May the good Lord, His angels and the blessed saints preserve me: I’m a Nazi.
Why else would I be happy that New York City Police Commissioner Ray Kelly got run off of Brown University’s campus back on Oct. 29?
But I’m not just happy; I’m downright GIDDY.
Here’s what happened: Kelly was invited to give a lecture at Brown University entitled “Proactive Policing in America’s Largest City.” He didn’t get a word in edgewise before protesters heckled him off stage.
Christina Paxson, the president of Brown University, issued the following “the-queen-is-not-amused” statement:
“The conduct of disruptive members of the audience is indefensible and an affront to both civil democratic society and to the university’s core values of dialogue and the free exchange of views.”
She’s right, of course. The conduct was “indefensible.” It was an “affront to civil democratic society.” It was the stifling of free speech.
And I approve of the conduct, which must make me some kind of a Nazi, right?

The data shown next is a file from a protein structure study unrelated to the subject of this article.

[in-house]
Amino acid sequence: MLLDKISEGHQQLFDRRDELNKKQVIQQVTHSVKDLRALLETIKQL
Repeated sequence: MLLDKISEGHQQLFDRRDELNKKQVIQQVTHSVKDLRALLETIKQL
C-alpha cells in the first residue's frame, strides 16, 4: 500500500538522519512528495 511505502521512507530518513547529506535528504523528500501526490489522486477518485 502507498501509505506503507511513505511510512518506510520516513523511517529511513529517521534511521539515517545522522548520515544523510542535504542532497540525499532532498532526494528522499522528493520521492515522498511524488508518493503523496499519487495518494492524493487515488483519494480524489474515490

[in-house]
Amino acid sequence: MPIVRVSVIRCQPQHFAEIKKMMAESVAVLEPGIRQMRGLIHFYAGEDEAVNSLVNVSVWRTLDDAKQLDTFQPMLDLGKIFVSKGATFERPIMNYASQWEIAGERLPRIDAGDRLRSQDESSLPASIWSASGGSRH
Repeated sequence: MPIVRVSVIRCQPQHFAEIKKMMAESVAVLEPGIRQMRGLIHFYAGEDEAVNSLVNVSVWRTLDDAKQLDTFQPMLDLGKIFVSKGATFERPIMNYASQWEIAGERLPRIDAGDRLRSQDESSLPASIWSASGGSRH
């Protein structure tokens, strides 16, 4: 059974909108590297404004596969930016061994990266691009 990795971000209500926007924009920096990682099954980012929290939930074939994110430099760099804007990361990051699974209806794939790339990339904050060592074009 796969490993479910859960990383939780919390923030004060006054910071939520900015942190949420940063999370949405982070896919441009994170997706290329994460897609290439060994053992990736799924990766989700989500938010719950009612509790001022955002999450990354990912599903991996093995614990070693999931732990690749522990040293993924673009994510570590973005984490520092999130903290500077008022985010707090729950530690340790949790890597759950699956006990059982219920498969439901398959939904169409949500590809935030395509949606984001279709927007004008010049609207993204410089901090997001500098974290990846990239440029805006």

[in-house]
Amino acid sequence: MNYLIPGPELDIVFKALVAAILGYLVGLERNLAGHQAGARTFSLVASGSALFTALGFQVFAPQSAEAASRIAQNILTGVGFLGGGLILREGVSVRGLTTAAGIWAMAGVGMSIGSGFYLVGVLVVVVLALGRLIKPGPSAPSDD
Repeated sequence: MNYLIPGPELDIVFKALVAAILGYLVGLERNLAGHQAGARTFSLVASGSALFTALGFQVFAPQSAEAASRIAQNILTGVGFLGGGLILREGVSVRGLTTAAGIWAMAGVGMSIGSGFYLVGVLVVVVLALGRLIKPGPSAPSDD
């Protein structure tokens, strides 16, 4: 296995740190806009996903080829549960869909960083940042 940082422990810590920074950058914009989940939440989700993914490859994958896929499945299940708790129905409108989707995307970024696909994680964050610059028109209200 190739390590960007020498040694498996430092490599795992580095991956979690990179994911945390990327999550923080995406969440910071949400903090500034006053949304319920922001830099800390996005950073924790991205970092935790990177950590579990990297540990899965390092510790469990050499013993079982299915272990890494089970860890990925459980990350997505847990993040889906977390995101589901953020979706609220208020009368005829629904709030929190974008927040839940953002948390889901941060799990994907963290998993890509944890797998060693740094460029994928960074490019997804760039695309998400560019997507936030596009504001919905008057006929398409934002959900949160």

Well, maybe. But perhaps I should postpone donning that swastika. There are some compelling reasons for defending what those Brown University protesters did.
Those of you who have been following the news know that a federal judge recently ruled Kelly’s police department conducted hundreds, if not thousands, of illegal Terry stops.
Not only were the stops illegal, U.S. District Judge Shira Scheindlin ruled after hearing testimony from civilians AND police officers, but most were also racially motivated as well.
The buck stops with Kelly and his boss, then New York City Mayor Michael Bloomberg. If the Terry stops were illegal, that means Kelly and Bloomberg broke the law.
Kelly should not be getting invitations to speak at prestigious institutions like Brown University. For the rest of his tenure as NYPD commissioner, Kelly should spend his time before committees of city, county, state and federal legislators to account for his lawbreaking.
NYC Police Commissioner Ray Kelly Heckled at Brown University, and Rightfully So was originally published on blackamericaweb.com